The questions, therefore, to which our attention will be confined are such as arose in connection with the removal of Stanton and the appointment of Thomas, and the relation of these acts to the constitution and the laws. What these questions were will appear from the President's formal reply to the articles presented by the House. To the first article the response  was substantially as follows: Stanton was appointed by Lincoln, and commissioned, under the act of 1789 establishing the War Department, to hold his office during the pleasure of the President. For the conduct of this department the President, as chief executive, is, under the constitution, responsible. A sense of this responsibility contributed to the conviction in the mind of the President, in August, 1867, that Stanton should no longer continue in the office. An additional ground for this conviction was the fact that the relations between Stanton and the President no longer permitted the latter to resort to the secretary for advice, as was his constitutional right. He had accordingly suspended Stanton from office, not under the Tenure-of-Office Act, till the next meeting of the Senate (and now is revealed the true bearing of the President's silence, before mentioned, in respect to his authority for the suspension), but indefinitely, and at the pleasure of the President, under the belief that the power of removal confided to the executive by the con-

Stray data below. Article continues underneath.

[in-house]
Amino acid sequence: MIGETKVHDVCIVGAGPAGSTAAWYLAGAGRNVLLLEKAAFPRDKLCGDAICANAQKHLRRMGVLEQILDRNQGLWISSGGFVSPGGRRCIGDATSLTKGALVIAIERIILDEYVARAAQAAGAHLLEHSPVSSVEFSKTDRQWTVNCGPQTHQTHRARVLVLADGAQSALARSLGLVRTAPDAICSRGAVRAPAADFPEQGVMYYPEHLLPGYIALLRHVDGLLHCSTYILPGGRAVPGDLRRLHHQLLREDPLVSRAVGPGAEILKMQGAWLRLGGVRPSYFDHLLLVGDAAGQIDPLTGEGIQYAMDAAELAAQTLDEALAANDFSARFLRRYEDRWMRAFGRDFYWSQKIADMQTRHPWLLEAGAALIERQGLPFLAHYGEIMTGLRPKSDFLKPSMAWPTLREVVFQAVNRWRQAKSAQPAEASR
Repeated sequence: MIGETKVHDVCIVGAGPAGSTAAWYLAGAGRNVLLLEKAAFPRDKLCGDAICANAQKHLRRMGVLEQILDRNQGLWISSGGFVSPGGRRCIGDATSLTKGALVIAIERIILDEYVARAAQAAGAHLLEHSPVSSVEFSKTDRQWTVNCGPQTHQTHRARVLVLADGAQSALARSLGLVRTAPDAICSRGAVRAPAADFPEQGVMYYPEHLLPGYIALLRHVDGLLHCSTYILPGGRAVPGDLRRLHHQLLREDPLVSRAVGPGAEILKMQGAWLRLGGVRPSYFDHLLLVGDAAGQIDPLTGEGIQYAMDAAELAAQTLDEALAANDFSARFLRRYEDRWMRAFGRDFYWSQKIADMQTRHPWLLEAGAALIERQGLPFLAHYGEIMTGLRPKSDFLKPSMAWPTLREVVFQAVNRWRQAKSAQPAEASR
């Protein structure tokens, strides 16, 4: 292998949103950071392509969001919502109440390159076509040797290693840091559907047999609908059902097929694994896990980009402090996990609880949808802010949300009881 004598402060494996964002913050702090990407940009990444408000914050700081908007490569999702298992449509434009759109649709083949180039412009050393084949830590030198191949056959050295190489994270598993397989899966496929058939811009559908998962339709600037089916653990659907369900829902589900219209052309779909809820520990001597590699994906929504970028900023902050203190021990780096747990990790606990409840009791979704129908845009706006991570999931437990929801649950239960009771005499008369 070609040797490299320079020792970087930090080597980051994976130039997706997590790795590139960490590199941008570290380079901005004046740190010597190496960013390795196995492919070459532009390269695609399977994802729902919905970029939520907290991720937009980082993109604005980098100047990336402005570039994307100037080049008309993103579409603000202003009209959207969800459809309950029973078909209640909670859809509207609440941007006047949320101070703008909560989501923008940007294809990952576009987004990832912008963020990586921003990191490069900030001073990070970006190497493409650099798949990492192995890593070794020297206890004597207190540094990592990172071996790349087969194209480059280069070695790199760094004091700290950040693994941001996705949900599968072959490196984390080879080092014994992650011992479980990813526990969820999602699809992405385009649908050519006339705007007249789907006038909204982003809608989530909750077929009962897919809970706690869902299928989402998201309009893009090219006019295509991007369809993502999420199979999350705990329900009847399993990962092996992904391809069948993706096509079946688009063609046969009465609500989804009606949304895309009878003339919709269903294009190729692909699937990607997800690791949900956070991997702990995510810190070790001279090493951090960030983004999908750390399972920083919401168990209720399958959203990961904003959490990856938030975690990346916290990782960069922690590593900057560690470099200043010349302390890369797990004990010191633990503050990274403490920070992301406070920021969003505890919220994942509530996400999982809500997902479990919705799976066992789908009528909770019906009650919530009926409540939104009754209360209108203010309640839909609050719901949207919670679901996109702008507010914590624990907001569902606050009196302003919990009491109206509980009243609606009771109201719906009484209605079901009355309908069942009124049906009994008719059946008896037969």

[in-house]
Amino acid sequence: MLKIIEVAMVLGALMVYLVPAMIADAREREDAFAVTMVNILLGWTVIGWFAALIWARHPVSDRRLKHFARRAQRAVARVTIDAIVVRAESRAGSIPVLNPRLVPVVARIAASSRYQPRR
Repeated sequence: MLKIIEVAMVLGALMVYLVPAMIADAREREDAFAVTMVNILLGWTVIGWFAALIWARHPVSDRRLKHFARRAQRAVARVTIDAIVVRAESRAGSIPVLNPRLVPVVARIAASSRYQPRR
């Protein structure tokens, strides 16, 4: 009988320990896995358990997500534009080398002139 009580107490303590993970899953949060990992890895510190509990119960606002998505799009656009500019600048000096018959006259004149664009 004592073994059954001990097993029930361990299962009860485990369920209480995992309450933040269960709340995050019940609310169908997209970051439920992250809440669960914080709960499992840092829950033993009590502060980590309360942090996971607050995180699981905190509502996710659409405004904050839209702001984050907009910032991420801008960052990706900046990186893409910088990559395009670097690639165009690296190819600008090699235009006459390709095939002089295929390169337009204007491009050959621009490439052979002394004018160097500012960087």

- Trial, p. 12.